A UN Declaration is a great thing.
This includes the “political declaration of the high-level meeting of the General Assembly on antimicrobial resistance,” which, this September, gave the world its marching orders to do what’s necessary to ensure that everyone in the world has access to effective antibiotics for the long term. It provides a role for everyone to play, building on the World Health Organization’s Global Action Plan for antimicrobial resistance (AMR), which already has buy-in from the UN’s Food and Agriculture Organization (FAO) and World Organization for Animal Health (OIE) for a One Health front.
This clause, “recognizing that,” exemplifies the scope of this declaration:
the keys to tackling antimicrobial resistance are: the prevention and control of infections in humans and animals, including immunization, monitoring and surveillance of antimicrobial resistance; sanitation, safe and clean water and healthy environments; investing in strong health systems capable of providing universal health coverage; promoting access to existing and new quality safe, efficacious and affordable antimicrobial medicines based, where available, on diagnostic tests; sustained research and development for new antimicrobial and alternative medicines; rapid diagnostic tests, vaccines and other important technologies, interventions and therapies; promoting affordable and accessible health care; and resolving the lack of investment in research and development, including through the provision of incentives to innovate and improve public health outcomes, particularly in the field of antibiotics.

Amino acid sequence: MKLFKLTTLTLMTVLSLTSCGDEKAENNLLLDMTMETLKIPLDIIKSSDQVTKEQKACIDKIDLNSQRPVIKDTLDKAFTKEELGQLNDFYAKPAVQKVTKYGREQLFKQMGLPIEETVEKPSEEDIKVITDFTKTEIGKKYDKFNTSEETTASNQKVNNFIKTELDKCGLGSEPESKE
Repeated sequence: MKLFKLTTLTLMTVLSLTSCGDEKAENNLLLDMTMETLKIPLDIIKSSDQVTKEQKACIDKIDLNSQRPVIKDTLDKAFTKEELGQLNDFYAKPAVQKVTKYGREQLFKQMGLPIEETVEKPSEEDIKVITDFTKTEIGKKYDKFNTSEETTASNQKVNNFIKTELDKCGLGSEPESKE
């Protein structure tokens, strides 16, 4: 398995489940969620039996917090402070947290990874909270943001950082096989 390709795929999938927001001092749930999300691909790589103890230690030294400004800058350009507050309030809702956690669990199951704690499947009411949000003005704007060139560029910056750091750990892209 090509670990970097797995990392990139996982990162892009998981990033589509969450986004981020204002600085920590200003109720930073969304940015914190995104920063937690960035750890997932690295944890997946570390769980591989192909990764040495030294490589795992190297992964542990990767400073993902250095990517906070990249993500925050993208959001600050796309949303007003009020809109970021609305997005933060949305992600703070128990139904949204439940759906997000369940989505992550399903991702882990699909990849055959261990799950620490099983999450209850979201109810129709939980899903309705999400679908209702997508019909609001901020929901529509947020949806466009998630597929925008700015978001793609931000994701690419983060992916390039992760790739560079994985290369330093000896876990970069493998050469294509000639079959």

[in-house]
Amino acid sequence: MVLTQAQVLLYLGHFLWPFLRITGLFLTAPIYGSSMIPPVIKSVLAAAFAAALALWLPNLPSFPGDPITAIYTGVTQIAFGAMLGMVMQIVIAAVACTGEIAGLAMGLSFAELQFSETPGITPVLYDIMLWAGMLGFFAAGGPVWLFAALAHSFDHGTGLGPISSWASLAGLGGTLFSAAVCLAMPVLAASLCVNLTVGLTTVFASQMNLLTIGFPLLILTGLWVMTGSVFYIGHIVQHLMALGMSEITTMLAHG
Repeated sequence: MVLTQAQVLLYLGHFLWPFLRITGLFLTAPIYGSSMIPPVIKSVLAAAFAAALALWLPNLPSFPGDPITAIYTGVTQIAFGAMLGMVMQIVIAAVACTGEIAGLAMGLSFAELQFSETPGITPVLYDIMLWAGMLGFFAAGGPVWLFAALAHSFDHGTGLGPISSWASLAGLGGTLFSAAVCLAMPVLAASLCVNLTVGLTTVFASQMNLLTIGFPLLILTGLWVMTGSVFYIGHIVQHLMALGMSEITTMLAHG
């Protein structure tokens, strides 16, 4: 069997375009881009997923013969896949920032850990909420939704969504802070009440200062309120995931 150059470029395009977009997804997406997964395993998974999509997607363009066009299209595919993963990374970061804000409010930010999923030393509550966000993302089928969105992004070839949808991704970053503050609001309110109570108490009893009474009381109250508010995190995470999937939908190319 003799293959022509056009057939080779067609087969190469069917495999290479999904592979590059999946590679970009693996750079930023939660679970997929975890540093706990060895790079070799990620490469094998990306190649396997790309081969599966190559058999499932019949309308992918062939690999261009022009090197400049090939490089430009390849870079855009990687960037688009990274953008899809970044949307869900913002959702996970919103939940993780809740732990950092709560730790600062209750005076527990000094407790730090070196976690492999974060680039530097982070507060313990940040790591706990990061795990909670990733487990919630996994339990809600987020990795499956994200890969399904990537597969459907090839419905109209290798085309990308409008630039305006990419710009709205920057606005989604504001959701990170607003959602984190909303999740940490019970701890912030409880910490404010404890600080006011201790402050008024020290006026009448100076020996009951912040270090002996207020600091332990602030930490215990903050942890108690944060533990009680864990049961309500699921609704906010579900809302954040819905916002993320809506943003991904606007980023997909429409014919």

The declaration goes on to spell out the particulars of what governments, industry and the rest of us should do to preserve the effectiveness of antibiotics in every country on earth. Making sure it actually happens is a different task, however, and one even the United Nations cannot take on by itself. Enter CARA, intended as the eyes and ears of the world to track what is actually being done, in service to the global leadership that will lead the way following the UN General Assembly.
How CARA Will Operate
CARA is an alliance of organizations, which CDDEP expects will eventually number in the thousands. All organizations—public, private, for-profit and non-profit—are welcome as members of CARA.
Each organization will commit to reporting on mutually agreed upon indicators in countries around the world. CARA will have at least three main reporting branches: human, animal and environment, each led by several member organizations. A steering group of member organizations will be responsible for overall CARA leadership.
CARA will collect and collate data on these indicators and report back to the public and UN institutions every two years. Reporting will be transparent, naming all information sources.
It’s all very well to talk about indicators in the abstract. What do we really mean? Some examples, keyed to the UN declaration:
AMR: Nationally representative antibiotic resistance rates for specific pathogen-drug combinations for humans and animals
Antibiotic use and misuse: Hospital and retail antibiotic sales
Infection prevention: Immunization rates for childhood infections
Policies and guidelines: Comprehensive national AMR policy in place and status of implementation
A steering committee has been formed from early entrants and will meet next month to finalize CARA’s structure and to negotiate a manageable list of the many possible indicators. The first global report is planned for September 2017, which will set the baseline for the future.
CDDEP will report on progress in this space over the long haul.
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